What if there will be a time when kids will think adults are up to no good and they have the special ability to out do them?!
You think this is farfetched?
I'm gay and have dyslexia. For some people growing up was all about not trusting others...even parents.
I think a lot of people can relate to getting away from where they grew up. Getting away from their family. Some people literally have to escape where they live to survive on their own at age 14. They go to school in big cities, find strangers to live with...and finally they get a job and place of their own. Some parents are darn right evil!
Have you looked around you? Have you talked to people about their past?
I have found countless people that had to escape their abusive parents, with or without special needs, in order to be themselves and survive. While they were kids they had to sleep with doors locked, sleep outside in the rain in their own backyard etc. and then go to school and church pretending everything is okay. Remember, kids and teens can have horrible lives and, therefore I can understand why they can be tough sometimes.
You try living with adults as a child wherein you donot know what the next day will bring all year round....from birth to your teens.

I think he hit these feelings right on the nail!

Brave author!

message 13: by Izy (new)

Izy Betancourt I completely Disagree.

It doesn't try to set up the adults as enemies but expresses the views of adults from a child's perspective. & usually from a gifted child's perspective they are either stupid or lack morality. The teacher's aren't being evil but trying to raise soldiers not human beings. And the best way is to ignore certain morals & teach/train them with a lack of compassion.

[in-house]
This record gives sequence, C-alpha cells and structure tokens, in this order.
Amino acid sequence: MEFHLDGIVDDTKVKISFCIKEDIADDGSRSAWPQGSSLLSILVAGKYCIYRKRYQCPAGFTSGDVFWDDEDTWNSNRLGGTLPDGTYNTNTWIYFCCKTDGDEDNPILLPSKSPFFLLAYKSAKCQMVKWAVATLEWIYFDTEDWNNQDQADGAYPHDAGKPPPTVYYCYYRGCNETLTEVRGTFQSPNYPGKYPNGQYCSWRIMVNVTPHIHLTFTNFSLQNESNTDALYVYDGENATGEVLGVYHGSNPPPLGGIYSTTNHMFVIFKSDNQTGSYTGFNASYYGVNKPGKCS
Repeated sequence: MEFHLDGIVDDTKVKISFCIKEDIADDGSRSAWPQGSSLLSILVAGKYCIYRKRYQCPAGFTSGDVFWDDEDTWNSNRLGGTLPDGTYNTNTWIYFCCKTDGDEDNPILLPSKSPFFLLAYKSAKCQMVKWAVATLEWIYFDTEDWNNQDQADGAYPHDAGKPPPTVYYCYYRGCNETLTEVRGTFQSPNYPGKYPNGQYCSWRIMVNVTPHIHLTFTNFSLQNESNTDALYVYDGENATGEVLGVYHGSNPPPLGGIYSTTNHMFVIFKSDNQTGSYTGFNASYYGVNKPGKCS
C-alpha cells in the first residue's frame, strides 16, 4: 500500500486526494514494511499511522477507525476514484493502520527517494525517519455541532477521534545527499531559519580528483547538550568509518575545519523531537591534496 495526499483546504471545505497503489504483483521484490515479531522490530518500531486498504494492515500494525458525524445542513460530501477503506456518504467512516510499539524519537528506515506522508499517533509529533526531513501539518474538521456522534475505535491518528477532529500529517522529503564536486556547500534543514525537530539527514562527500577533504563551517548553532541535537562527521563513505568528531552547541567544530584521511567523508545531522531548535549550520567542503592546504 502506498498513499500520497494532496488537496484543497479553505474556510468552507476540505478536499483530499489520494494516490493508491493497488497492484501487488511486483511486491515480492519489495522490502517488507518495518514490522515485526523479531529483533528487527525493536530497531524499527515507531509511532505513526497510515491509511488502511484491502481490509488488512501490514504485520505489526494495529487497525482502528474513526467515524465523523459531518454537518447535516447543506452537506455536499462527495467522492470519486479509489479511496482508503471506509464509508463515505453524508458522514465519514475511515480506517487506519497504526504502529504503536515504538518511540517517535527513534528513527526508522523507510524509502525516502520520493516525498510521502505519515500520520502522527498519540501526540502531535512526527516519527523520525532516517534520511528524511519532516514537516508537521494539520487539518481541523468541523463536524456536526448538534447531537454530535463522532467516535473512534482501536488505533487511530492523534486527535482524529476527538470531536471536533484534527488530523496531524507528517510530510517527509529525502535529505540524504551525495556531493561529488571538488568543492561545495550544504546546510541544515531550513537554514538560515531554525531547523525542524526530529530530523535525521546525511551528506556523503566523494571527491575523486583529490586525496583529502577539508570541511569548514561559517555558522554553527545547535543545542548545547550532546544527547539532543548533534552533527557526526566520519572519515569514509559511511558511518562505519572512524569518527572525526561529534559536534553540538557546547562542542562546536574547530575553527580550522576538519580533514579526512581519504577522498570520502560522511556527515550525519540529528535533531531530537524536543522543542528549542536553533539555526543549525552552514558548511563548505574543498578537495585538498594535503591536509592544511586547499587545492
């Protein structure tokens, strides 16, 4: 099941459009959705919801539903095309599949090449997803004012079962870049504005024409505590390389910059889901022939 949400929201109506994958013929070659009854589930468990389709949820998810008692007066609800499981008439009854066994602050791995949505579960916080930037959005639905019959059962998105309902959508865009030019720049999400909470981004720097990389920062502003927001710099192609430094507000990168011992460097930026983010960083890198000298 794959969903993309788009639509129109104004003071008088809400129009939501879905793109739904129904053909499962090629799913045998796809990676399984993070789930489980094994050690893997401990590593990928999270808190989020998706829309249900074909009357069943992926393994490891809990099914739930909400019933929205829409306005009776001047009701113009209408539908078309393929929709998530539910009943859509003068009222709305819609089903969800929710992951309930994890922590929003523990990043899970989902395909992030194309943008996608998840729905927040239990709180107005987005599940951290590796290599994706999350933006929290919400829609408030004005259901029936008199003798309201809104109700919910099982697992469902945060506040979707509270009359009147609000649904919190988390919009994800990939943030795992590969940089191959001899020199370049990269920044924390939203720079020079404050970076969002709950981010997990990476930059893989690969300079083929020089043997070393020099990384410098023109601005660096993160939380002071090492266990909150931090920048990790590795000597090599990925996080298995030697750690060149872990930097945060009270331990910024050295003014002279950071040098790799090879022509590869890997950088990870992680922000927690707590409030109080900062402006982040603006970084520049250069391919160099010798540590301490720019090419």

The whole of a story takes place in the mind because that's how Over-analytical people tend to be. Many tend to be the Introverted type, preferring to sit with a good book than join in with the group.

There is nothing Homoerotic about it. Except for the Sailor humor. When men live together in groups for a long time shame dwindles and their genitals are the butt of every joke.
The women being loved/admired from a distance the traditional "Hero's Dilemma" They love some one but protecting them takes priority, the way a soldier leaves his country to protect his family. And adds further to it with the idea quite a few have, relationships are distractions.

I personally have been considered gifted from a young age & found solace in this book, spending my time around other gifted children I still didn't fit in. And this book almost mirrored it, taking many ideas and views I had since I was a child it was my favorite, until I read Ender's Shadow.

message 14: by Ryu (new) - rated it 1 star

Ryu I completely agree with your review! When I stated the same feelings of this book, I also got people who countered this, so I thought I was the only one who thought it. Turns out I'm not!

With one of the first chapters of the book, Ender KNOWS that adults lie to him to hide things from him. He already knows that he should believe the opposite of what they tell him. But, that doesn't even stay true throughout the book. In the school, he thinks that the teachers are going to be there to help him no matter what. The story goes back on itself throughout the entire book. That just goes to bad writing.

I completely agree with the lack of details. The battles were so vague, and when he did describe anything, it was mostly confusing. I think he is just not a good action writer. He doesn't know how to write those types of scenes, therefore he doesn't. I do agree with leaving things to the imagination, but this book is lacking just enough.

Yes, there is obvious homoerotic subtext in this book. Which is weird, because yes, Card is mormon and a bigot. With that being said, anyone's idea that since it's the future, that it would be free of sexual distraction is incorrect. Card clearly states in chapter 3 that women are not equal to men. There is no "co-ed" in the school. One girl made it, therefore that means she isn't a girl. Again, the homoerotic subtext.

There is so much more to rant on about this book, but you did such a great job in your review to state them. Thank you!